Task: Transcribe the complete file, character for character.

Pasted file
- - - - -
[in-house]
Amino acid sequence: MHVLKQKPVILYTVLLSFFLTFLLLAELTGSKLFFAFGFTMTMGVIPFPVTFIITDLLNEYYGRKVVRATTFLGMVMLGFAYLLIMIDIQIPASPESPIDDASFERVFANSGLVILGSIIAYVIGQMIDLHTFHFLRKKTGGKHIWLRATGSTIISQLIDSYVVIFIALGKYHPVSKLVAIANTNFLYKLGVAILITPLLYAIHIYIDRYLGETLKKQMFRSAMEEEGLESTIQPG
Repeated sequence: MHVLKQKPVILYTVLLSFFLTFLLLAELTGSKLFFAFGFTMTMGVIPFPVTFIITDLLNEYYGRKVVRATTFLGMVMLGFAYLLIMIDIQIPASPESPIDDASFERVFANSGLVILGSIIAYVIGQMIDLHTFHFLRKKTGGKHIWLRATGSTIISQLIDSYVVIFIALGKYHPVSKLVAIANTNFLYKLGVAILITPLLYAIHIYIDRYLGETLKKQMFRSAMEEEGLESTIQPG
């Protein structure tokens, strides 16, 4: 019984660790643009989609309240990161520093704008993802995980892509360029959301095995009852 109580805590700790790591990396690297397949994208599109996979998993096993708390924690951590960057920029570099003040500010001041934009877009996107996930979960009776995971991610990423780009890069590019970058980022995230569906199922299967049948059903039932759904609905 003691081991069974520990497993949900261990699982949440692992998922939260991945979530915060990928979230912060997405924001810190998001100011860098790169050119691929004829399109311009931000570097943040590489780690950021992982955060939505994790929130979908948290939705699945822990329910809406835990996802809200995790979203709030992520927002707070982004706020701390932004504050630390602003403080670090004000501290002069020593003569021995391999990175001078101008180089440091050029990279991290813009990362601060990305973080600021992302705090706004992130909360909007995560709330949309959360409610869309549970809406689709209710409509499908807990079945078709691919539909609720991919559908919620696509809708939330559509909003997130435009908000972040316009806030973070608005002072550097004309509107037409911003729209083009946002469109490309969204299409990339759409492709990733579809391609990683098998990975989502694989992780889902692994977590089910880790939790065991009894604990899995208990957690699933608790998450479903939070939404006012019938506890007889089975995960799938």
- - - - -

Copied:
[in-house]
Amino acid sequence: MHVLKQKPVILYTVLLSFFLTFLLLAELTGSKLFFAFGFTMTMGVIPFPVTFIITDLLNEYYGRKVVRATTFLGMVMLGFAYLLIMIDIQIPASPESPIDDASFERVFANSGLVILGSIIAYVIGQMIDLHTFHFLRKKTGGKHIWLRATGSTIISQLIDSYVVIFIALGKYHPVSKLVAIANTNFLYKLGVAILITPLLYAIHIYIDRYLGETLKKQMFRSAMEEEGLESTIQPG
Repeated sequence: MHVLKQKPVILYTVLLSFFLTFLLLAELTGSKLFFAFGFTMTMGVIPFPVTFIITDLLNEYYGRKVVRATTFLGMVMLGFAYLLIMIDIQIPASPESPIDDASFERVFANSGLVILGSIIAYVIGQMIDLHTFHFLRKKTGGKHIWLRATGSTIISQLIDSYVVIFIALGKYHPVSKLVAIANTNFLYKLGVAILITPLLYAIHIYIDRYLGETLKKQMFRSAMEEEGLESTIQPG
């Protein structure tokens, strides 16, 4: 019984660790643009989609309240990161520093704008993802995980892509360029959301095995009852 109580805590700790790591990396690297397949994208599109996979998993096993708390924690951590960057920029570099003040500010001041934009877009996107996930979960009776995971991610990423780009890069590019970058980022995230569906199922299967049948059903039932759904609905 003691081991069974520990497993949900261990699982949440692992998922939260991945979530915060990928979230912060997405924001810190998001100011860098790169050119691929004829399109311009931000570097943040590489780690950021992982955060939505994790929130979908948290939705699945822990329910809406835990996802809200995790979203709030992520927002707070982004706020701390932004504050630390602003403080670090004000501290002069020593003569021995391999990175001078101008180089440091050029990279991290813009990362601060990305973080600021992302705090706004992130909360909007995560709330949309959360409610869309549970809406689709209710409509499908807990079945078709691919539909609720991919559908919620696509809708939330559509909003997130435009908000972040316009806030973070608005002072550097004309509107037409911003729209083009946002469109490309969204299409990339759409492709990733579809391609990683098998990975989502694989992780889902692994977590089910880790939790065991009894604990899995208990957690699933608790998450479903939070939404006012019938506890007889089975995960799938």